"It's interoperability at its best," Jaquish said. "It's going to give us resiliency that we never had and coverage we've never had."

The project includes the construction of two new towers, one on Belfry Mountain in Moriah, the other on Saddle Hill in Lewis. Existing towers on Mount Morris in Tupper Lake and Wells Hill in Lewis will be replaced.

Dozens of antennas and microwave dishes will be co-located on existing towers on Mount Pisgah in Saranac Lake, Blue Mountain in Blue Mountain Lake, Gore Mountain in North Creek and several other sites.

The county is building a new ski patrol shack on the summit of Little Whiteface Mountain in Wilmington. A microwave dish will be housed inside a rooftop cupola that's designed to look like a clock, Jaquish said.

The county also opted to purchase Terry Mountain in the town of Peru, home to four towers including a 900-foot tower the county plans to use as part of its network.

"We bought the thing for a lot less than it would have cost us in a 10-year period to keep six antennas there," Jaquish said.

The system will also include two out-of-the-Park sites, one on Grandpa's Knob, Vt., and another in Plattsburgh.

Jaquish said the project has been designed to minimize the visibility of the towers and any other infrastructure.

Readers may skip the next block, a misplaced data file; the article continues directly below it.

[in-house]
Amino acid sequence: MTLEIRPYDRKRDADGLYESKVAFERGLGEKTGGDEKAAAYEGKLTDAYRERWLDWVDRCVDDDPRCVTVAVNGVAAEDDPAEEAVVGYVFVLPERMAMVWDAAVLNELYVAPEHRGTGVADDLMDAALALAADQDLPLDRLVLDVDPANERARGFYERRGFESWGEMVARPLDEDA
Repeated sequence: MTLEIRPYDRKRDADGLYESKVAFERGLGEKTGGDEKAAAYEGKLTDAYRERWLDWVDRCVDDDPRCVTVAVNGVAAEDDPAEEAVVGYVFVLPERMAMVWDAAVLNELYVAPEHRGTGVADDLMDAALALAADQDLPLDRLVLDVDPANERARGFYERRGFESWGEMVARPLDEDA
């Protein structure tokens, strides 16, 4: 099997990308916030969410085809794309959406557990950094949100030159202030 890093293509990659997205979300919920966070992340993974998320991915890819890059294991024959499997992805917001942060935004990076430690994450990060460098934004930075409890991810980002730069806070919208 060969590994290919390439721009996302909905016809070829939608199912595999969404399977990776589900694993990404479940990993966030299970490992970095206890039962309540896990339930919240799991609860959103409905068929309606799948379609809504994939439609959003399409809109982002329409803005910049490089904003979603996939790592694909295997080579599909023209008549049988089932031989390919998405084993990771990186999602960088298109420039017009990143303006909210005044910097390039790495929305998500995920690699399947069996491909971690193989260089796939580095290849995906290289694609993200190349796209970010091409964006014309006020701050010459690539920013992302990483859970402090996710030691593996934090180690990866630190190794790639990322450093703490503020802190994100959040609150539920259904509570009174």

"We've done visual analysis," he said. "We've hired companies to launch balloons. We certainly tried to locate on existing towers. I don't think there will be any visual impacts."

Sheehan said his environmental group had issues with the visibility of some of the towers in an earlier version of the project; "however, they have reworked it pretty well and eliminated all of our concerns."

One of the Council's concerns was that construction of the new ski patrol building on Little Whiteface, if it was done at the wrong time of the year, could impact the Bicknell's thrush, a rare bird that breeds at high elevations in the Adirondacks and other mountains of the Northeast.

"They've eliminated any activity or construction between May and August on that location at Little Whiteface," Sheehan said. "That will avoid any conflict with the bird's breeding season."

"This shows there are ways to design these kinds of projects that are environmentally and scenically friendly. It might take a little extra time, but it's worth it in the Park to do that."

The project will cost $16 million, to be split up among the three partners. Essex County's share is roughly $10 million. The county has approved the issuance of a bond for that amount, although Jaquish hopes to offset that cost with grant money.

The project will come before the APA's Regulatory Programs Committee Thursday morning.

Even if the agency approves the project, Jaquish said the county still needs to get permits from the state Department of Environmental Conservation for the work on Gore and Little Whiteface mountains.

He said he hopes construction can begin in the spring so the new system can potentially go online in the fall of next year.


Contact Chris Knight at 891-2600 ext. 24 or